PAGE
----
Government plan to eliminate ‘death tax’ on pension pots aimed at grey voters
Although George Osborne’s plan to eradicate the 55 per cent tax on pension pots after death is positive news – as in my opinion, people should be permitted to pass down their savings to loved ones without hefty tax liabilities – and it has been hitting the headlines in a major way, the small print presents these government’s proposal in a different light.
Following previous announcements from the Chancellor with regards to eliminating restrictions on pensions access, amongst other initiatives, this decision looks to me as though the government is looking for ‘grey vote’-winning policies ahead of the general election.Let’s look a bit closer at the details: The tax-free policy on pensions is only applicable if the person passes away before reaching the age of 75. As life expectancy in the UK is increasing all the time, currently at an average 81 years, the number of people that will be able to take advantage of Mr Osborne’s plan will be comparatively low. Especially as after the age of 50, life expectancy increases another 14.2 per cent on average!
Coupled with this is the fact that the so-called death tax is being substituted by income tax, which means that the middle classes will inevitably bear the brunt as many more are driven into the 45 per cent higher rate tax bracket.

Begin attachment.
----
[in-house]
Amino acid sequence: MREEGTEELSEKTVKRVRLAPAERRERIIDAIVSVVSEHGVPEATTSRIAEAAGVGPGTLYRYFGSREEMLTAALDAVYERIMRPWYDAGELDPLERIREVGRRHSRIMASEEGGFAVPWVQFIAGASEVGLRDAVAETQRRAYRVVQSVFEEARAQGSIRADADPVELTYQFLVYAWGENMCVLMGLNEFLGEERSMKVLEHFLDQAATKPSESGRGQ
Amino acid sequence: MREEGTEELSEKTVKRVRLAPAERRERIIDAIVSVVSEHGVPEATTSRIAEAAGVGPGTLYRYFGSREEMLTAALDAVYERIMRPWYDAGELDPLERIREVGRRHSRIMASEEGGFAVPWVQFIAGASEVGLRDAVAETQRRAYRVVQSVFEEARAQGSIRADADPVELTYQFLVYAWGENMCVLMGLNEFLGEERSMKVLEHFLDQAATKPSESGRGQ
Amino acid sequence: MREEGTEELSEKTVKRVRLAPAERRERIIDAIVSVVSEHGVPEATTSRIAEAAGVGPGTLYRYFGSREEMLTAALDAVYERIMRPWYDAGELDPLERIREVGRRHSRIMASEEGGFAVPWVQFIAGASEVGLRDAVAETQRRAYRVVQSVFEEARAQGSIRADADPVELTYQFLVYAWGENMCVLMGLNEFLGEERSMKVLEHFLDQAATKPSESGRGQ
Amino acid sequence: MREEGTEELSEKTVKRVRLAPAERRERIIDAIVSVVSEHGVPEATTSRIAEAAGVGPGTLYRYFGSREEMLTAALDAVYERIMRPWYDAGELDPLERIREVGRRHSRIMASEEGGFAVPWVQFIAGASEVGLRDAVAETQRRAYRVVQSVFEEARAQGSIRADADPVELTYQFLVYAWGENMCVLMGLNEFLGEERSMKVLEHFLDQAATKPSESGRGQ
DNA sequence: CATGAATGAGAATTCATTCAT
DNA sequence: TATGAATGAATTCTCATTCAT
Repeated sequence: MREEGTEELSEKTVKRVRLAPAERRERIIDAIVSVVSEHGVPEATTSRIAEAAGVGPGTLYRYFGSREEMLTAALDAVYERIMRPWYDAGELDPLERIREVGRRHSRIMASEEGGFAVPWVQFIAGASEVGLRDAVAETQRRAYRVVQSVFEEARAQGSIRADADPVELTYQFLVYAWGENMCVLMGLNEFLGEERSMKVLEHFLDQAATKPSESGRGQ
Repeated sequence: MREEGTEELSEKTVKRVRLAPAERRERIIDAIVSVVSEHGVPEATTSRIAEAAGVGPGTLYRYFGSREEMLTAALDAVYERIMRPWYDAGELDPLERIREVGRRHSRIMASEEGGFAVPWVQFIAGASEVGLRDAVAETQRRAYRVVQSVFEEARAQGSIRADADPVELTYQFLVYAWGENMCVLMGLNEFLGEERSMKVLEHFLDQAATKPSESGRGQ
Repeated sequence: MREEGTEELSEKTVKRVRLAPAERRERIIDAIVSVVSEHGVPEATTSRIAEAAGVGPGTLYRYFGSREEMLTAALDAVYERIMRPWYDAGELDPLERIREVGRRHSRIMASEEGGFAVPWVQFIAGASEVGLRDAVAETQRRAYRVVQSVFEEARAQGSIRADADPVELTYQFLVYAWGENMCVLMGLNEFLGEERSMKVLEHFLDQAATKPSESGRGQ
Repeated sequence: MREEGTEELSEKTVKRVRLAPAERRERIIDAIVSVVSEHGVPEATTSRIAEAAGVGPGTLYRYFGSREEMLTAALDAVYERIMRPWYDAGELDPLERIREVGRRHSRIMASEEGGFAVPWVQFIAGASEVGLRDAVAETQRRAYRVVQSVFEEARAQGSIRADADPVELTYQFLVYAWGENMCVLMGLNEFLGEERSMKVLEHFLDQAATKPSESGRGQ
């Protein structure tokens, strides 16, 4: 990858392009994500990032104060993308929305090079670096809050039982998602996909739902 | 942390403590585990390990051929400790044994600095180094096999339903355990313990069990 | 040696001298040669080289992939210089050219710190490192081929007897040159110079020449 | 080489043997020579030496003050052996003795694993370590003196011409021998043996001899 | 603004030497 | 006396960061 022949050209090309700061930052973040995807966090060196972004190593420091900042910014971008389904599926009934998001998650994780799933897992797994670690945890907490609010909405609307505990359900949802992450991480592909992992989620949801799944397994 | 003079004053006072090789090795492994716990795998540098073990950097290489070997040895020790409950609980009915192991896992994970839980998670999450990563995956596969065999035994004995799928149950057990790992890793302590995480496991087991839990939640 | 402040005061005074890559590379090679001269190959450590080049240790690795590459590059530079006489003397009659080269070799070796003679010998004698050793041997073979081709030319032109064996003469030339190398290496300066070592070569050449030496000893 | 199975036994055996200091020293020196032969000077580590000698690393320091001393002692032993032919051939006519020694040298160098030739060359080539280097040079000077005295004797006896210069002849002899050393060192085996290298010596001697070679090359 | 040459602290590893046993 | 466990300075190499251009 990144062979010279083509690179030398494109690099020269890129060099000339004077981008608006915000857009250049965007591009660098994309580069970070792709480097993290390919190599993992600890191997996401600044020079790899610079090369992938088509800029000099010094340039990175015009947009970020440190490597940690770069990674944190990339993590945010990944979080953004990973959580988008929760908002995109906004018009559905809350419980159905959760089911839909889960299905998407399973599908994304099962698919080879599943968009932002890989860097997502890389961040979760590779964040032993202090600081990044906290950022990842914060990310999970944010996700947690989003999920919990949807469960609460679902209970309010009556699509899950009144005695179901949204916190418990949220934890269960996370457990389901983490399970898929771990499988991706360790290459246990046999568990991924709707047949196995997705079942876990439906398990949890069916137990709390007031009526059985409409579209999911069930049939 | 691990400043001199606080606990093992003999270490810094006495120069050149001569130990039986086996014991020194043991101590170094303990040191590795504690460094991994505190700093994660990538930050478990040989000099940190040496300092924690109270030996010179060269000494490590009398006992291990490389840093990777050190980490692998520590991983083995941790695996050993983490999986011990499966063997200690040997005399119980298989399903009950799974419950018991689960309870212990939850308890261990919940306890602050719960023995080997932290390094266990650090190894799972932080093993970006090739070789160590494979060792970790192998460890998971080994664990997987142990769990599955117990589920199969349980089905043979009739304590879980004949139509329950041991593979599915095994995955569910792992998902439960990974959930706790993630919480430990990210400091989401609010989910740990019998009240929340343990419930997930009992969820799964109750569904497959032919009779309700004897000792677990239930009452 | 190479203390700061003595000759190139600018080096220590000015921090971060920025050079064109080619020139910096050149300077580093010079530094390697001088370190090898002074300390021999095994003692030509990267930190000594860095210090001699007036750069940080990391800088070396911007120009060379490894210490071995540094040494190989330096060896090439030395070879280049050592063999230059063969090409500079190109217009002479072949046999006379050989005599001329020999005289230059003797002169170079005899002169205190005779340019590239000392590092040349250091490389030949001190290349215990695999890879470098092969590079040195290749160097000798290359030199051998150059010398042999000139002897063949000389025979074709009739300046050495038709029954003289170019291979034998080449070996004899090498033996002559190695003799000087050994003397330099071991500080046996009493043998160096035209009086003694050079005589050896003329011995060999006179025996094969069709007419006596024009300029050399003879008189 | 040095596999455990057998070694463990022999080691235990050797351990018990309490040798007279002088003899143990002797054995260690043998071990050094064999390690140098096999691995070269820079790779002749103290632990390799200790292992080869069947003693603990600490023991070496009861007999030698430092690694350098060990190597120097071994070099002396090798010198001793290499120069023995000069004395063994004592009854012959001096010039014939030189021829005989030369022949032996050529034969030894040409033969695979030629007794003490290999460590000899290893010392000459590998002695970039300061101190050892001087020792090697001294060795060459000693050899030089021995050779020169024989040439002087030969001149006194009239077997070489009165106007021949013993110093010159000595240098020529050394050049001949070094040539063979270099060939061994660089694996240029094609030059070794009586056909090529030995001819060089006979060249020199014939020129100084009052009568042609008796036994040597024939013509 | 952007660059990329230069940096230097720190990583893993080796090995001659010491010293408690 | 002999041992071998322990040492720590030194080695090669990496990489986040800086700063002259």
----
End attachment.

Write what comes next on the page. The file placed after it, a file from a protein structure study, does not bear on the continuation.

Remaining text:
Final salary schemes will however not be affected by these modifications, which are still experiencing less pensions increases, a higher retirement age and pension reductions for spouses.
The level of change within the pensions sector has been ongoing for a number of years, and to my mind it appears as though it is fighting to keep pace with the modifications. I believe the industry needs some time to acclimatise to ensure that savers don’t lose confidence and the standard of advice offered by pensions professionals doesn’t diminish over time.
Changes such as this latest announcement by George Osborne are also extremely costly to pension providers, as they are required to update their systems, retrain employees and supply new pensions information literature.
Scrapping the death tax, in my view, is just another way of reaching the older voter in preparation for the 2015 election, as they are the ones who are increasingly likely to vote.
However, it must be remembered that increasing the retirement age and lessening the amount that can be drawn from pension pots as a tax-free lump sum is, of course, the aspiration of all the political parties.